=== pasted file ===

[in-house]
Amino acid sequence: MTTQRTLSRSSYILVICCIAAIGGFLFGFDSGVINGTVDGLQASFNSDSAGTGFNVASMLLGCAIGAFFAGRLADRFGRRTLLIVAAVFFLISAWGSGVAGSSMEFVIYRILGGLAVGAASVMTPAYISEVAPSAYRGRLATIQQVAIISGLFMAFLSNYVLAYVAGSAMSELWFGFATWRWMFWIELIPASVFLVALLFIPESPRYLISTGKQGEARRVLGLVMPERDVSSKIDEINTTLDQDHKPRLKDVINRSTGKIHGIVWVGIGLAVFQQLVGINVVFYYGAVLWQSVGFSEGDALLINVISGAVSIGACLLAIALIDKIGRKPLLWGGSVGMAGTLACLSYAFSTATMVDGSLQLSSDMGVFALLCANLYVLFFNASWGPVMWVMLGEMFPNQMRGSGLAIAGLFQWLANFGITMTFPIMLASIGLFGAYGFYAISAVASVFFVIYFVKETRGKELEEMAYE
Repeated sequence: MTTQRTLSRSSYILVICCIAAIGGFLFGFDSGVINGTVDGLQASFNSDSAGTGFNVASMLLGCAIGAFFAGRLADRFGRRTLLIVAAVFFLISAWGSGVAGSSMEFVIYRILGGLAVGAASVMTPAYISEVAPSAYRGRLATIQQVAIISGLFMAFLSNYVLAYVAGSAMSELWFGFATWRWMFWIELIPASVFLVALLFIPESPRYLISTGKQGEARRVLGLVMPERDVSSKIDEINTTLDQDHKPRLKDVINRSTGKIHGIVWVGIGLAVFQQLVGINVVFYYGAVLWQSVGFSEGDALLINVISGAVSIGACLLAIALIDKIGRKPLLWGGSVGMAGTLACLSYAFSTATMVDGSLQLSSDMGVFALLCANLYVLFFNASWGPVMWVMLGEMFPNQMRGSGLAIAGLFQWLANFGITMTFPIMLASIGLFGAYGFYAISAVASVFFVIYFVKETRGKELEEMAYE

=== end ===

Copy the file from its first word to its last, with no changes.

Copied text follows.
[in-house]
Amino acid sequence: MTTQRTLSRSSYILVICCIAAIGGFLFGFDSGVINGTVDGLQASFNSDSAGTGFNVASMLLGCAIGAFFAGRLADRFGRRTLLIVAAVFFLISAWGSGVAGSSMEFVIYRILGGLAVGAASVMTPAYISEVAPSAYRGRLATIQQVAIISGLFMAFLSNYVLAYVAGSAMSELWFGFATWRWMFWIELIPASVFLVALLFIPESPRYLISTGKQGEARRVLGLVMPERDVSSKIDEINTTLDQDHKPRLKDVINRSTGKIHGIVWVGIGLAVFQQLVGINVVFYYGAVLWQSVGFSEGDALLINVISGAVSIGACLLAIALIDKIGRKPLLWGGSVGMAGTLACLSYAFSTATMVDGSLQLSSDMGVFALLCANLYVLFFNASWGPVMWVMLGEMFPNQMRGSGLAIAGLFQWLANFGITMTFPIMLASIGLFGAYGFYAISAVASVFFVIYFVKETRGKELEEMAYE
Repeated sequence: MTTQRTLSRSSYILVICCIAAIGGFLFGFDSGVINGTVDGLQASFNSDSAGTGFNVASMLLGCAIGAFFAGRLADRFGRRTLLIVAAVFFLISAWGSGVAGSSMEFVIYRILGGLAVGAASVMTPAYISEVAPSAYRGRLATIQQVAIISGLFMAFLSNYVLAYVAGSAMSELWFGFATWRWMFWIELIPASVFLVALLFIPESPRYLISTGKQGEARRVLGLVMPERDVSSKIDEINTTLDQDHKPRLKDVINRSTGKIHGIVWVGIGLAVFQQLVGINVVFYYGAVLWQSVGFSEGDALLINVISGAVSIGACLLAIALIDKIGRKPLLWGGSVGMAGTLACLSYAFSTATMVDGSLQLSSDMGVFALLCANLYVLFFNASWGPVMWVMLGEMFPNQMRGSGLAIAGLFQWLANFGITMTFPIMLASIGLFGAYGFYAISAVASVFFVIYFVKETRGKELEEMAYE